Genome-Wide Interactions with Dairy Intake for Body Mass Index in Adults of European Descent

Caren E. Smith, Jack L. Follis, Hassan S. Dashti, Toshiko Tanaka, Mariaelisa Graff, Amanda M. Fretts, Tuomas O. Kilpeläinen, Mary K. Wojczynski, Kris Richardson, Mike A. Nalls, Christina Alexandra Schulz, Yongmei Liu, Alexis C. Frazier-Wood, Esther van Eekelen, Carol Wang, Paul S. de Vries, Vera Mikkilä, Rebecca Rohde, Bruce M. Psaty, Torben HansenMary F. Feitosa, Chao Qiang Lai, Denise K. Houston, Luigi Ferruci, Ulrika Ericson, Zhe Wang, Renée de Mutsert, Wendy H. Oddy, Ester A.L. de Jonge, Ilkka Seppälä, Anne E. Justice, Rozenn N. Lemaitre, Thorkild I.A. Sørensen, Michael A. Province, Laurence D. Parnell, Melissa E. Garcia, Stefania Bandinelli, Marju Orho-Melander, Stephen S. Rich, Frits R. Rosendaal, Craig E. Pennell, Jessica C. Kiefte-de Jong, Mika Kähönen, Kristin L. Young, Oluf Pedersen, Stella Aslibekyan, Jerome I. Rotter, Dennis O. Mook-Kanamori, M. Carola Zillikens, Olli T. Raitakari, Kari E. North, Kim Overvad, Donna K. Arnett, Albert Hofman, Terho Lehtimäki, Anne Tjønneland, André G. Uitterlinden, Fernando Rivadeneira, Oscar H. Franco, J. Bruce German, David S. Siscovick, L. Adrienne Cupples, José M. Ordovás

Research output: Contribution to journalArticlepeer-review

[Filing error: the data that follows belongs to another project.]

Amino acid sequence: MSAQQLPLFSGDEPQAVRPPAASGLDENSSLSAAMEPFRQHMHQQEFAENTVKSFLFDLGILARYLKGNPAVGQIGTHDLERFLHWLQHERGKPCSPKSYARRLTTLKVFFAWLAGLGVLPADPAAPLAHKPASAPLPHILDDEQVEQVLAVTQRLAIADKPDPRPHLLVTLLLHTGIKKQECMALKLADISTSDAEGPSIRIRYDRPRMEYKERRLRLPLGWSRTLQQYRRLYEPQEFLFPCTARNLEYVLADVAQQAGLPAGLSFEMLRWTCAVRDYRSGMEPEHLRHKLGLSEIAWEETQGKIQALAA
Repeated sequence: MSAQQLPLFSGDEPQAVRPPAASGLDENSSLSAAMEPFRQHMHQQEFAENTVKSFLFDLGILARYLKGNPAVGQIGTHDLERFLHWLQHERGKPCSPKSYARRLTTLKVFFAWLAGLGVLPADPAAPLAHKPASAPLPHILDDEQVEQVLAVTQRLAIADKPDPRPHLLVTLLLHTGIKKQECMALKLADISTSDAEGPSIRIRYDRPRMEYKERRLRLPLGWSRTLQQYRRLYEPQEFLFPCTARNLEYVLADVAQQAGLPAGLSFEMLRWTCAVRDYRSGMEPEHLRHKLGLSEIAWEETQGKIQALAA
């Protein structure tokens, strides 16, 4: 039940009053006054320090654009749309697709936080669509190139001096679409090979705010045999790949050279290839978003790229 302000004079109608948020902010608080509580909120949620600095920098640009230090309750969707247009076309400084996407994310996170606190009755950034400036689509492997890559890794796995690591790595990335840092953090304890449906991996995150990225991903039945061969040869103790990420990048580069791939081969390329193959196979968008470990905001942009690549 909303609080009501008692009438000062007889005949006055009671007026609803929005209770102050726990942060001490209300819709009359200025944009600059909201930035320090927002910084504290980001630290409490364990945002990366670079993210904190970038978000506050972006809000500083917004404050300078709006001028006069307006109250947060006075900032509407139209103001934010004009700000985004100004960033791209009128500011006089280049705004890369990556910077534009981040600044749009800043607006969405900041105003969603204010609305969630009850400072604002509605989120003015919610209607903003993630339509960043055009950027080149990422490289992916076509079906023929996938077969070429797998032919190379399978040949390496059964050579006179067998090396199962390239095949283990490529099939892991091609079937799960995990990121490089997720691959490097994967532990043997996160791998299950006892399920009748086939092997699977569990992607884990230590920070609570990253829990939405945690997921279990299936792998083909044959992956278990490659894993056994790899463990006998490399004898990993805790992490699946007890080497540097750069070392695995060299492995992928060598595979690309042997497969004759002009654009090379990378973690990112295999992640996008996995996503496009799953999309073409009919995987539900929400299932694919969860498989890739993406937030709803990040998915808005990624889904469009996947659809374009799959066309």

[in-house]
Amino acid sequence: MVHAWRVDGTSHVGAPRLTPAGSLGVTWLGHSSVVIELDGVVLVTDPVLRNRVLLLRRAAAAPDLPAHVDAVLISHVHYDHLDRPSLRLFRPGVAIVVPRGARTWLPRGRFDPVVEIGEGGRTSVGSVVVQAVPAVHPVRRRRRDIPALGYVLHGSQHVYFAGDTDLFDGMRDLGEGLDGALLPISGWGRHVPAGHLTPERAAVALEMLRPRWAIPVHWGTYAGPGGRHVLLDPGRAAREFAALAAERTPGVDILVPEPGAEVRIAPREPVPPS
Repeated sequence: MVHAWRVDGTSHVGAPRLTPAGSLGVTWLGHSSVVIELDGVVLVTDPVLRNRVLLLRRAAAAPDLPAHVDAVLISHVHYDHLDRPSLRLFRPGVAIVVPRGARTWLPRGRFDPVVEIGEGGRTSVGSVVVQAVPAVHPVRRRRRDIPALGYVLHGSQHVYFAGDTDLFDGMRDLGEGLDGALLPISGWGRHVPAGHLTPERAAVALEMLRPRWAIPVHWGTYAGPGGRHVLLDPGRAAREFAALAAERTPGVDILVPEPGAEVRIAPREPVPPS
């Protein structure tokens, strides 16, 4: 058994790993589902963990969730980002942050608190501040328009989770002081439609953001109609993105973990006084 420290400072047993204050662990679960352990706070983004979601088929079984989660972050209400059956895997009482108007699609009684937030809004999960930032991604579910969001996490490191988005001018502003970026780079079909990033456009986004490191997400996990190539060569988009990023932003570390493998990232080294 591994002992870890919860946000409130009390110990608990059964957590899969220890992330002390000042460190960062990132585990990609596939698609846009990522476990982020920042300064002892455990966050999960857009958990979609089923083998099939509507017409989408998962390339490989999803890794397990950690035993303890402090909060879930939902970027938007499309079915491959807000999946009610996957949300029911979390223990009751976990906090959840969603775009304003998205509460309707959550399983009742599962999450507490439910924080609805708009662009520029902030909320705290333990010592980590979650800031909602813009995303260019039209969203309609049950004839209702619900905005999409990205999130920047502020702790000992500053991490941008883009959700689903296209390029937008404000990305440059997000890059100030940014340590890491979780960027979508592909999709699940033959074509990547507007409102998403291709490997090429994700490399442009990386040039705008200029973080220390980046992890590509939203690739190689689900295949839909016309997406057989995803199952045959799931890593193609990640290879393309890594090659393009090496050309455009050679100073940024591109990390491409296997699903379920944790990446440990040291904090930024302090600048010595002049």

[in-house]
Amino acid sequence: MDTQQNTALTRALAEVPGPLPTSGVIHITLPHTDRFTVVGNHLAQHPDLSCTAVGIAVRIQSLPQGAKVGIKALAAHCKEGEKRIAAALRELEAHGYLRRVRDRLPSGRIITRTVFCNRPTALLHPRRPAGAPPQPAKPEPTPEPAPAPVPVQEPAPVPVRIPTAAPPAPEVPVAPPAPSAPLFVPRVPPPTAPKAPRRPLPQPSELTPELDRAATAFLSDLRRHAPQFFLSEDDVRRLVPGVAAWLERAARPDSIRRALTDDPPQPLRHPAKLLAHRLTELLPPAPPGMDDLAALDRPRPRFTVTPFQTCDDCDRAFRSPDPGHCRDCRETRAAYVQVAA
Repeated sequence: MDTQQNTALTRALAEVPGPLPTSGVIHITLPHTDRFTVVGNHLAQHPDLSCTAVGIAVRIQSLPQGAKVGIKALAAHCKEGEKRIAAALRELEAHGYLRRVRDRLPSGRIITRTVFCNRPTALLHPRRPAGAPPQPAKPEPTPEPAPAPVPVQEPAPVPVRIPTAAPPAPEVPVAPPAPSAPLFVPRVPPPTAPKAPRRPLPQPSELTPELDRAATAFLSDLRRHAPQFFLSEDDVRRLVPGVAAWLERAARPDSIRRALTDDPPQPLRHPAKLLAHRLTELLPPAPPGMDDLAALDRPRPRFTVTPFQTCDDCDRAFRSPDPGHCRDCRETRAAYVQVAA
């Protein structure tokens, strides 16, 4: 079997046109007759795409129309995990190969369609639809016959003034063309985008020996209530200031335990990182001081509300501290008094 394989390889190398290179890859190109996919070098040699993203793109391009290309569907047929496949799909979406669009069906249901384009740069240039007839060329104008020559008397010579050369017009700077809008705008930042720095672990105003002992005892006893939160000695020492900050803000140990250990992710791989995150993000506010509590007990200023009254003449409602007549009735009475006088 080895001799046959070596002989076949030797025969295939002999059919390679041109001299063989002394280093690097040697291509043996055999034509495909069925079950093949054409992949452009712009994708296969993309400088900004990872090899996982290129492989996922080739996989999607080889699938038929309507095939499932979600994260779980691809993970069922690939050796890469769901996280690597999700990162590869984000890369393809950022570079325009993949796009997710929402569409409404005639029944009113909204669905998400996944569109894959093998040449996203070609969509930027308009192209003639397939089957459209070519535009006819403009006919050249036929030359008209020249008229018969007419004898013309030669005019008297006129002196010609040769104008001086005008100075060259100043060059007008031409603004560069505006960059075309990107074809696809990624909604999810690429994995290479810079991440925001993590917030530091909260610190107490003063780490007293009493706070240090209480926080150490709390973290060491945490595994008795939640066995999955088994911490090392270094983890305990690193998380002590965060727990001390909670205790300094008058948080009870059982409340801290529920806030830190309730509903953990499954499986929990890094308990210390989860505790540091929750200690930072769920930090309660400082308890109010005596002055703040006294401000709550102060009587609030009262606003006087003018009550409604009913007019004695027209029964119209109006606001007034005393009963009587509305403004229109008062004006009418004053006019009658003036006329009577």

8 Scopus citations


Scope: Body weight responds variably to the intake of dairy foods. Genetic variation may contribute to inter-individual variability in associations between body weight and dairy consumption. Methods and results: A genome-wide interaction study to discover genetic variants that account for variation in BMI in the context of low-fat, high-fat and total dairy intake in cross-sectional analysis was conducted. Data from nine discovery studies (up to 25 513 European descent individuals) were meta-analyzed. Twenty-six genetic variants reached the selected significance threshold (p-interaction <10−7), and six independent variants (LINC01512-rs7751666, PALM2/AKAP2-rs914359, ACTA2-rs1388, PPP1R12A-rs7961195, LINC00333-rs9635058, AC098847.1-rs1791355) were evaluated meta-analytically for replication of interaction in up to 17 675 individuals. Variant rs9635058 (128 kb 3’ of LINC00333) was replicated (p-interaction = 0.004). In the discovery cohorts, rs9635058 interacted with dairy (p-interaction = 7.36 × 10−8) such that each serving of low-fat dairy was associated with 0.225 kg m−2 lower BMI per each additional copy of the effect allele (A). A second genetic variant (ACTA2-rs1388) approached interaction replication significance for low-fat dairy exposure. Conclusion: Body weight responses to dairy intake may be modified by genotype, in that greater dairy intake may protect a genetic subgroup from higher body weight.

Original languageEnglish
Article number1700347
JournalMolecular Nutrition and Food Research
Issue number3
StatePublished - Feb 1 2018


  • CHARGE consortium
  • body mass index
  • dairy intake
  • genome-wide interaction study
  • meta-analysis


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